Meanwhile "Isaias" is scraping the eastern coastline of Florida with high winds and heavy surf. Tropical storm conditions are possible as far north as Washington D.C.

Which helps put this week's cooler front into stark perspective. Today will be cool and dry, with daytime highs in the 70s through Thursday. No frost anytime soon, by the way.

In spite of minor hail damage, small tornadoes and a "mega-rain" July 25-26, it's been a quiet summer.


Extended Forecast

SUNDAY: Some sun. Breezy and cooler. Winds: N 10-20. High: 72.

SUDNAY NIGHT: Mostly clear, cool and quiet. Winds: NNE 5. Low: 57.

MONDAY: More sun. Very comfortable. Winds: NE 7-12. High: 71.

TUESDAY: Partly sunny. Postcard Perfect. Winds: NE 5-10. Wake-up: 56. High: 74.

WEDNESDAY: Clouds increase, but probably dry. Winds: S 5-10. Wake-up: 58. High: 76.

THURSDAY: Mix of clouds and sun, Stickier. Winds: S 10-15. Wake-up: 61. High: 79.

FRIDAY: Sunny spurts. Feels like summer again. Winds: S 10-20. Wake-up: 64. High: 83.

SATURDAY: Plenty of sun. Should be lake-worthy. Winds: SE 10-15. Wake-up: 67. High: 85.

This Day in Weather History
August 2nd

1831: Unseasonably cool air moves into Minnesota with light frost reported at Ft. Snelling.

Average High/Low for Minneapolis
August 2nd

Average High: 83F (Record: 99F set in 1988)
Average Low: 64F (Record: 46F set in 1971)

Record Rainfall: 2.69" set in 2006
Record Snowfall: None

Sunrise/Sunset Times for Minneapolis
August 2nd

Sunrise: 6:00am
Sunset: 8:37pm

Hours of Daylight: ~14 hours & 37 minutes

Daylight LOST since yesterday: ~ 2 minutes & 26 seconds
Daylight LOST since Summer Solstice (June 20th): ~ 1 hour

Moon Phase for August 2nd at Midnight
0.4 Days Until Full "Sturgeon" Moon

Aug. 3: Full Sturgeon Moon 10:59 a.m. CDT  - This time of year, this large fish of the Great Lakes and other major bodies of water like Lake Champlain is most readily caught. A few tribes knew it as the Full Red Moon because the moon rises looking reddish through sultry haze. Other variations include the Green Corn Moon or Grain Moon. 

See more from HERE:

What's in the Night Sky?

"On August 2 and 3, 2020, everyone around the world (except far-northern Arctic latitudes) will see a full-looking moon lighting up the nighttime from dusk until dawn. Watch the moon follow the planets Jupiter and Saturn westward across the sky throughout the night. In North America, we often call the August full moon the Sturgeon Moon, Green Corn Moon or Grain Moon. For the Northern Hemisphere, this August full moon ushers in the second of three full moons of the summer season. In the Southern Hemisphere, where it’s the opposite season, this is second of three winter full moons."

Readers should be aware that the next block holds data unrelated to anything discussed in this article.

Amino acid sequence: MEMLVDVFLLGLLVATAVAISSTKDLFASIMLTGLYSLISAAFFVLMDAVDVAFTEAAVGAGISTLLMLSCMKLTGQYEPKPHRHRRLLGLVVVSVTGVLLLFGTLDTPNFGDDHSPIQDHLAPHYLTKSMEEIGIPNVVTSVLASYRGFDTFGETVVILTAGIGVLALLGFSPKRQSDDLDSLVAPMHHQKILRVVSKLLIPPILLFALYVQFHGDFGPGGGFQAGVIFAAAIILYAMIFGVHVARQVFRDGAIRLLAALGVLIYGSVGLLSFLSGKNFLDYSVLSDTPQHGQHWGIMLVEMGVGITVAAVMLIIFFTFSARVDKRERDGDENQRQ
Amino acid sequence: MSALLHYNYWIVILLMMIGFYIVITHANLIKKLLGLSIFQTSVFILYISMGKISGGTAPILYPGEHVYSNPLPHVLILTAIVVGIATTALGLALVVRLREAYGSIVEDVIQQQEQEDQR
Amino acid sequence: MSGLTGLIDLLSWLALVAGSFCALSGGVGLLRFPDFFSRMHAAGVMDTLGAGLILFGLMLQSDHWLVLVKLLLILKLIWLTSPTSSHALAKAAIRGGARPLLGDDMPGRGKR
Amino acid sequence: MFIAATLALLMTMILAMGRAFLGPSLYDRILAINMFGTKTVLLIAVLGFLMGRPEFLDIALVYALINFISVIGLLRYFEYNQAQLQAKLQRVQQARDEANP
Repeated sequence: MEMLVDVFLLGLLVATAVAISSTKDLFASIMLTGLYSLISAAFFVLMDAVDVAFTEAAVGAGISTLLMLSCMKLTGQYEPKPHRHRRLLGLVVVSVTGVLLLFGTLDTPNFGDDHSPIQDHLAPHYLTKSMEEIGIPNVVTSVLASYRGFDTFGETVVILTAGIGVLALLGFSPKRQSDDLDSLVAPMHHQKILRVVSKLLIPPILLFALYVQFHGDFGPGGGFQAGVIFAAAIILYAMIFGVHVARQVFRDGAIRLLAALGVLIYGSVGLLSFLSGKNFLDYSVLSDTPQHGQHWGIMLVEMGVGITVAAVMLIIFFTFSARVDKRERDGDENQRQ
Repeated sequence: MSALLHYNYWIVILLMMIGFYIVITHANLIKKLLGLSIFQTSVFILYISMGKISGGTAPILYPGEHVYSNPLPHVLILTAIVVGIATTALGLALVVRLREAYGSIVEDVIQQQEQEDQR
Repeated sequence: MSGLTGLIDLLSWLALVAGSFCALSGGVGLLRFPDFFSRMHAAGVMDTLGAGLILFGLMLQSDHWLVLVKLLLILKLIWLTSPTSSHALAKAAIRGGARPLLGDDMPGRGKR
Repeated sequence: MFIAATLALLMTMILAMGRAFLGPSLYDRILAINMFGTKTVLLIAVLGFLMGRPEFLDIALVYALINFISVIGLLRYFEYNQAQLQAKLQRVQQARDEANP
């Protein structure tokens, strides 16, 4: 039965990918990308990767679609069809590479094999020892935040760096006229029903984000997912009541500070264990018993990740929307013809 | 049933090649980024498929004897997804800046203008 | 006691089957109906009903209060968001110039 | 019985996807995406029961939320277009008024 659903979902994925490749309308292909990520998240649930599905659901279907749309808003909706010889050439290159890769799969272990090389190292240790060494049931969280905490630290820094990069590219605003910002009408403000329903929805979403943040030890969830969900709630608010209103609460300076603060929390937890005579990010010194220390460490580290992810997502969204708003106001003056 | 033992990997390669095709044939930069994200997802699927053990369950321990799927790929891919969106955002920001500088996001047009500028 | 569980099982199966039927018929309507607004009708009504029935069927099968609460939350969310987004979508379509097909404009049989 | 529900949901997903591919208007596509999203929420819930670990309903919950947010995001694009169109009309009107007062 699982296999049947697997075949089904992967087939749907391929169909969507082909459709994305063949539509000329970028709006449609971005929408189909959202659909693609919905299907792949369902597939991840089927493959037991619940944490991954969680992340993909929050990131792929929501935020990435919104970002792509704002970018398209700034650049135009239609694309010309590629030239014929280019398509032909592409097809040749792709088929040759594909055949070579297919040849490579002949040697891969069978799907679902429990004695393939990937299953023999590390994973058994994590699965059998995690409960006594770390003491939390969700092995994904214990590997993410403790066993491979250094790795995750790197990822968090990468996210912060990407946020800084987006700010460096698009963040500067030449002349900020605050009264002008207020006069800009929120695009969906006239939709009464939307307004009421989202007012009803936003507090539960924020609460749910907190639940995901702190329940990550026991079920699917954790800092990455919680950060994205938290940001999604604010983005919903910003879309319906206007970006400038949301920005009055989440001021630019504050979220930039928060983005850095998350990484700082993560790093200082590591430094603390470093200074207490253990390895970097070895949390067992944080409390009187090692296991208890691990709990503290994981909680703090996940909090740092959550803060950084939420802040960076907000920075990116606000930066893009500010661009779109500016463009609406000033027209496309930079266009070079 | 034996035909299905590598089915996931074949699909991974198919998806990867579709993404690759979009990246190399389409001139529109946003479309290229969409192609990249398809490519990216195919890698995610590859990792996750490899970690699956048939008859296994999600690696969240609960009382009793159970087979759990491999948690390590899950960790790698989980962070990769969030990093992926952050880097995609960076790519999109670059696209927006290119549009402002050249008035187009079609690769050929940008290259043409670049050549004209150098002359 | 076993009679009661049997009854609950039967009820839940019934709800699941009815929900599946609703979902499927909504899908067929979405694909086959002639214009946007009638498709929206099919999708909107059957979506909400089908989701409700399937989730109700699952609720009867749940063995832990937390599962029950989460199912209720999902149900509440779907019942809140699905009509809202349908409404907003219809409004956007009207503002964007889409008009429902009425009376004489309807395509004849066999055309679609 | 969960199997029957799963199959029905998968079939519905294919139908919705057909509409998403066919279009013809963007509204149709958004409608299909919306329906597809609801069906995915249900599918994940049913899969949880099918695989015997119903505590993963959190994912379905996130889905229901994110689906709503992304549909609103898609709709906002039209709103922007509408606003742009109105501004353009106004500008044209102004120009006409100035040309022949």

See more from Earth Sky HERE:

(Image Credit:

National High Temps Sunday
High temperatures across much of the nation will be running above average with the exception of the Northcentral Region, where we'll be nearly -5F to -15F below average for a change. Meanwhile, folks in the Western US will still be dealing with extreme heat, especially in the Desert Southwest.

National Severe Threat Sunday

According to NOAA's SPC, there are a few areas across the nation that could see isolated severe weather concerns during the day Sunday. Note the Marginal Severe Risk along the Carolina Coast, this severe threat will be in association with Isaias as it nears the Mid-Atlantica States.

National Weather Outlook

The national weather outlook through the weekend shows active weather along and east of the Mississippi River Valley, most notably, Hurricane Isaias moving along Florida's East Coast through the weekend and toward the Carolinas early next week. Heavy Rain, Strong Damaging Winds and a Storm Surge will be the primary concerns as Isais moves north.

7 Day Precipitation Outlook
According to NOAA's WPC, the 7 day precipiation outlook , areas of heavy rainfall will be possible along the East Coast as Isaias lifts north. Some locations could see 4" to 6"+ with flooding rains possible. Meanwhile, the Western US looks to remain mostly dry through the first full week of August.

Climate Stories

(Image Credit: NOAA Satellite)